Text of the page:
Another indication of the staying power of the Herreshoff legacy in Quissett is a trophy awarded yearly to a family who has been notable for sailing and racing multi-generationally. Many families qualify each year, and it is a great tribute to Captain Nat for designing and building a boat that attracts family participation which includes several generations sailing together.
In the 1920s the youth of QYC raced in Beetle Cats and 12 1/2s, while the adults raced in the Handicap Class. The Handicap boats were a combined fleet of Q-Class designed and built for Quissett, Manchester 17s, and Herreshoff 15s. These boats had flat overhangs as was the style, and took a beating on Buzzards Bay. By the mid ‘20s they were wearing out. This fact, combined with a growing dislike for corrected time races, was the impetus for adopting the Herreshoff-designed S-Class. In 1928 Messrs. Emery, Marckwald, Bartow, Chapman and King purchased five S boats (built by Geo. Lawley and Son, of Neponset) from the Pequot Yacht Club and had them towed to Quissett Harbor.
Local old-timers initially looked skeptically at the new boats and wondered how many of them would still be in one piece after a season of hard racing. Of special concern were the tall Marconi masts. But the boats were solidly built and came through this first season with rigs intact and crews converted to this new, exciting boat.
Several of the boats from this first group had self-bailing cockpits, a design that placed a seated crew member at the same height as the after part of the deck. Not having experience with the boat, and expecting the worst from Buzzards Bay, it is possible the original QYC owners thought not having to bail the boats while going hard to windward was the conservative choice. As experience with the boats grew however, crews described this design as lethal: if you didn’t duck, you could be swept overboard. And not gently, either. And as it turned out, despite their speed and the choppy waters of the bay, few waves ended up in the cockpit. Soon enough these boats were all traded out for non-self-bailing cockpits.
As the fleet took hold in Quissett Harbor, a number of sailing families from nearby Woods Hole also bought S boats and joined the Quissett fleet for racing. By the mid-‘30s, sailors who were members of both Quissett and Woods Hole yacht clubs raced regularly in both clubs’ events, taking turns sailing to the other’s waters to participate. These years saw continued growth in the fleet with as many as fourteen boats racing in the latter part of the decade.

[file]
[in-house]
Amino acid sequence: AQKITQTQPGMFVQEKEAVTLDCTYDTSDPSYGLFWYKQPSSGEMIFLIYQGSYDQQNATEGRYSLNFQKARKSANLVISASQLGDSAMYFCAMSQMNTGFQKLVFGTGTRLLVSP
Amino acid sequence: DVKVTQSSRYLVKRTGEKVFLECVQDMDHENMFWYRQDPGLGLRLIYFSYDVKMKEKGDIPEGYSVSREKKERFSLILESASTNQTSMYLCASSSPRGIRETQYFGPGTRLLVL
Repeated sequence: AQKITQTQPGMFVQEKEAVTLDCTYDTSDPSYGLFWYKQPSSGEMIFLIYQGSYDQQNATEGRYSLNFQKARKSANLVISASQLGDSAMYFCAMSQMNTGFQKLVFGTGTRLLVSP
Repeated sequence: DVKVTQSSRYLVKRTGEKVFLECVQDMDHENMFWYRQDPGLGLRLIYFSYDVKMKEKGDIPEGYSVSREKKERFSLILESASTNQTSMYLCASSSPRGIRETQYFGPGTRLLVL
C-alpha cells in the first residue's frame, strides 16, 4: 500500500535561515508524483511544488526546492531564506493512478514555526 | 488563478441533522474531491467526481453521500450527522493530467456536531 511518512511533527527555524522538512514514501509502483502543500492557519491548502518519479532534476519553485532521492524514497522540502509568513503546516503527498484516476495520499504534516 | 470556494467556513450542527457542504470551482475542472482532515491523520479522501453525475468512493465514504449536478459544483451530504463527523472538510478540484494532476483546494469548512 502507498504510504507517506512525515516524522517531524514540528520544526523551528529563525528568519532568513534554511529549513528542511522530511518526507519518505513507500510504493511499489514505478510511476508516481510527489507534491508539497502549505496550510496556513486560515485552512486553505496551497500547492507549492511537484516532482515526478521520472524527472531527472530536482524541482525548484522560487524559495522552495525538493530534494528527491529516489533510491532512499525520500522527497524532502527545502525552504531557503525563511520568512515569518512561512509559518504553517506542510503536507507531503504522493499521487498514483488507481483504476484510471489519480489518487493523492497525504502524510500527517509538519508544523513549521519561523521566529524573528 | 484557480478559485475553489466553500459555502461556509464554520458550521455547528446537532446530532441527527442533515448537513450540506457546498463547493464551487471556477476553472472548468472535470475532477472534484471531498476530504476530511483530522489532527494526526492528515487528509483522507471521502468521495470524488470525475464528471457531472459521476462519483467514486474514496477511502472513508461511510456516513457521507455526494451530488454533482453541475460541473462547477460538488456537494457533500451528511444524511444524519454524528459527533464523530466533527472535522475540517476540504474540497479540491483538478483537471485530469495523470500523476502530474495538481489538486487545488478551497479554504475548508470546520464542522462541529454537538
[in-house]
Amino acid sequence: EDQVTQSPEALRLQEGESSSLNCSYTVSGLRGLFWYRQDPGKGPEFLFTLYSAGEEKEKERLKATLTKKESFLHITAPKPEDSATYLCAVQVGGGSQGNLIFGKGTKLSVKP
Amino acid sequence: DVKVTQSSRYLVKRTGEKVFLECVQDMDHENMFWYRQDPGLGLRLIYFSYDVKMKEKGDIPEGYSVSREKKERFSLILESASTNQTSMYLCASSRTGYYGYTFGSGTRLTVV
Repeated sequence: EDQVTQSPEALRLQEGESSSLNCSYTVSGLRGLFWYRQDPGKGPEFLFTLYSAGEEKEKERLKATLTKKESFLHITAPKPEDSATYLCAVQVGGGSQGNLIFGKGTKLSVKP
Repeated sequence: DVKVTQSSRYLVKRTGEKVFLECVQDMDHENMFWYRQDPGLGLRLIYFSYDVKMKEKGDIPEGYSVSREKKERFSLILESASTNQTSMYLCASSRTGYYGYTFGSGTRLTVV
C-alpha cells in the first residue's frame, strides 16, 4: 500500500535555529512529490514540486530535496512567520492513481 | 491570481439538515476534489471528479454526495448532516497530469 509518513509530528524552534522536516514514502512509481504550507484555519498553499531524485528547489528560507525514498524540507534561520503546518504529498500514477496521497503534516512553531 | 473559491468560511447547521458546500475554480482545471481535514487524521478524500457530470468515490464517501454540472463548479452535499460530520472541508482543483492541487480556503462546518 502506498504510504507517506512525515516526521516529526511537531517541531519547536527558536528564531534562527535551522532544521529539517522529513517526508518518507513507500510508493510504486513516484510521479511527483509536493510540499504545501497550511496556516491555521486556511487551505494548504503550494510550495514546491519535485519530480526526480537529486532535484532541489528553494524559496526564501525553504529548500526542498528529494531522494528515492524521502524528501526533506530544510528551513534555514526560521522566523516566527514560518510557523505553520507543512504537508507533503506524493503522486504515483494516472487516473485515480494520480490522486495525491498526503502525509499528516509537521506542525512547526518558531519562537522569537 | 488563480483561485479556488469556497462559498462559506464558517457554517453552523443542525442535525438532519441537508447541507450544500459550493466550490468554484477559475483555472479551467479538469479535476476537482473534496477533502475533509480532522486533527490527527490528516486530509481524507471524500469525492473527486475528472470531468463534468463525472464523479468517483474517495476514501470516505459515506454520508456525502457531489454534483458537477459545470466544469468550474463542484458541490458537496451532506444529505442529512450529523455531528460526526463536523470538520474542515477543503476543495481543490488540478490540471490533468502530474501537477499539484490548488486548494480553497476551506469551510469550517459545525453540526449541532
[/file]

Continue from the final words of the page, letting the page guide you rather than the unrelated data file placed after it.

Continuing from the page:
In 1931, SMYRA (Southern Massachusetts Yacht Racing Association) began holding an elimination regatta (the Prosser Cup) for crews who hoped to qualify for the Adams Cup, the national championship for women. In 1937, four teams competed at Quissett in S boats. The Quissett team consisted of Isabel Emery Haigh, Mary Markwald, and Mary Draper Janney. While beaten by Edgartown that year, the same team took first place in 1940, again in S boats, when the Prosser Cup was held in Peconic Bay, NY.
After World War II and into the early ‘50s, the fleet gradually died off. The boats were felt to be either too much work, or too expensive to maintain; in addition, a new wonder material, fiberglass, was becoming more prevalent. Many were bought by families from Narragansett Bay and Long Island Sound. One was relocated to Blue Hill Bay, in Maine. One was lost in the hurricane of 1954, washed ashore in Little Harbor. Other than the stem fitting which was saved, all that was left were
S boats line up for a start on Buzzards Bay. © Janet B. Chalmers
The renaissance of Quissett’s S fleet began in the late 1990s with visits to Narragansett Bay to meet local sailors, and to step on board the boats. Deals began to be struck, and the first boat arrived in 1998, with a second one following the next year. By 2005, the fleet had grown to seven. S boats were once again turning heads in Quissett Harbor and racing in
In 2010, the first QYC Invitational S-Class Regatta was held. Five boats from Narragansett Bay arrived to join five Quissett boats for a fine weekend of racing: Pirate and Vindex took first and second place, and Quissett’s Coyote sailed to a third place finish. Since that time, the two fleets have come together in various forms a number of times at Quissett, Newport, and Bristol. The summer of 2019 marked a high point for all of the fleets when they gathered for racing over two weekends to celebrate the 100-year anniversary of the S boat. ■